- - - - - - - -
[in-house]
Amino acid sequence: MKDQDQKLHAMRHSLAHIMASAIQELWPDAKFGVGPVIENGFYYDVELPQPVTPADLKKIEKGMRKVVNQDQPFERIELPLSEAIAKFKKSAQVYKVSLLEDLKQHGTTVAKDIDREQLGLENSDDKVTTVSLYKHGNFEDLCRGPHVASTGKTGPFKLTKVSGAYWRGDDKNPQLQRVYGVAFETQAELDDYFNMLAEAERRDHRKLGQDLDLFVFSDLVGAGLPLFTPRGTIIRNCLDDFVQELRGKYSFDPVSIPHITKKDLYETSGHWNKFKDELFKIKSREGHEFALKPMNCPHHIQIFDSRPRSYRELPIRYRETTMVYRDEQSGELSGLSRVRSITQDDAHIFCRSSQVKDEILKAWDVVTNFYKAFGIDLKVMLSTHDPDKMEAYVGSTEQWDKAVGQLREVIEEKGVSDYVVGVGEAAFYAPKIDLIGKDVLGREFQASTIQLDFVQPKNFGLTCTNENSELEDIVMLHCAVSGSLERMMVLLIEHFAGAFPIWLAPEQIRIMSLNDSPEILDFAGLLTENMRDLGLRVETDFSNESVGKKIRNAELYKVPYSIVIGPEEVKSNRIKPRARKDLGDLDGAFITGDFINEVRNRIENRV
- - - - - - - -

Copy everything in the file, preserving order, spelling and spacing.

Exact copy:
[in-house]
Amino acid sequence: MKDQDQKLHAMRHSLAHIMASAIQELWPDAKFGVGPVIENGFYYDVELPQPVTPADLKKIEKGMRKVVNQDQPFERIELPLSEAIAKFKKSAQVYKVSLLEDLKQHGTTVAKDIDREQLGLENSDDKVTTVSLYKHGNFEDLCRGPHVASTGKTGPFKLTKVSGAYWRGDDKNPQLQRVYGVAFETQAELDDYFNMLAEAERRDHRKLGQDLDLFVFSDLVGAGLPLFTPRGTIIRNCLDDFVQELRGKYSFDPVSIPHITKKDLYETSGHWNKFKDELFKIKSREGHEFALKPMNCPHHIQIFDSRPRSYRELPIRYRETTMVYRDEQSGELSGLSRVRSITQDDAHIFCRSSQVKDEILKAWDVVTNFYKAFGIDLKVMLSTHDPDKMEAYVGSTEQWDKAVGQLREVIEEKGVSDYVVGVGEAAFYAPKIDLIGKDVLGREFQASTIQLDFVQPKNFGLTCTNENSELEDIVMLHCAVSGSLERMMVLLIEHFAGAFPIWLAPEQIRIMSLNDSPEILDFAGLLTENMRDLGLRVETDFSNESVGKKIRNAELYKVPYSIVIGPEEVKSNRIKPRARKDLGDLDGAFITGDFINEVRNRIENRV